Where local political, community, and philanthropic leaders openly prioritize racial diversity and inclusion, there is more hope and optimism in their community’s future among residents.
Residents across the South consistently cited political leadership and effective government as critical avenues for creating systemic change to issues of race and class. Political leaders are using their convening power to prompt communitywide discussions about race and healing. In the places where leaders openly embraced the concepts of racial equity and diversity, there is more awareness and openness to the concepts across the community.
On the flip side, many residents expressed frustration with a lack of transparency from their local governments, as well as the lack of concrete outcomes to show for a variety of discussions and equity planning processes, such as more community development investment, affordable housing, and equitable transportation planning. Racial disparities across areas like housing and education further contribute to the lack of trust, particularly among communities of color.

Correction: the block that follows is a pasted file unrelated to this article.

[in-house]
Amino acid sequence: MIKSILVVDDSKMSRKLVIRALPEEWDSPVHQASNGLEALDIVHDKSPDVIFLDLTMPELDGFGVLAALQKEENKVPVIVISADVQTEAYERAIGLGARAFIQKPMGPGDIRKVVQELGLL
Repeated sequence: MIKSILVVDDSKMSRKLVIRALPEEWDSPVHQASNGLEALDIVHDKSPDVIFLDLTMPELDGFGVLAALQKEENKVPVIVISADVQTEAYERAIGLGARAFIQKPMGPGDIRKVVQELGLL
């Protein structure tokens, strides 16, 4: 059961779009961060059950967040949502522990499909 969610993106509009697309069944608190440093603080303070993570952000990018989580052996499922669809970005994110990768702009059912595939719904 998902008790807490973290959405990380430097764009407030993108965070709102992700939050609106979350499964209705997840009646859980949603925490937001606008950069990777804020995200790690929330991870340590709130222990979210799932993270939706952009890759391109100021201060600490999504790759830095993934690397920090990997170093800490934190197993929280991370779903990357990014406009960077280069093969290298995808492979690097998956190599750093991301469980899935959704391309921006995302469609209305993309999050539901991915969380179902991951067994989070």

Many black interviewees also acknowledged the legacy of fear of law enforcement, rooted in a deeply painful history, which has been replicated or reinforced by police violence in recent years. More transparency, engagement from political leadership and policies like body-worn cameras were discussed as ways to improve police-community race relations.
“I was at a meeting with some person a few years older than me, and they said, ‘We’ve been meeting forever,’ and we have. We’re gonna always have to meet because time brings about change. The population is changing. We need new leadership who understand the burden that you have been bearing. And you’ve got to communicate that to them and then get a response.”
— Black male, 50, Richmond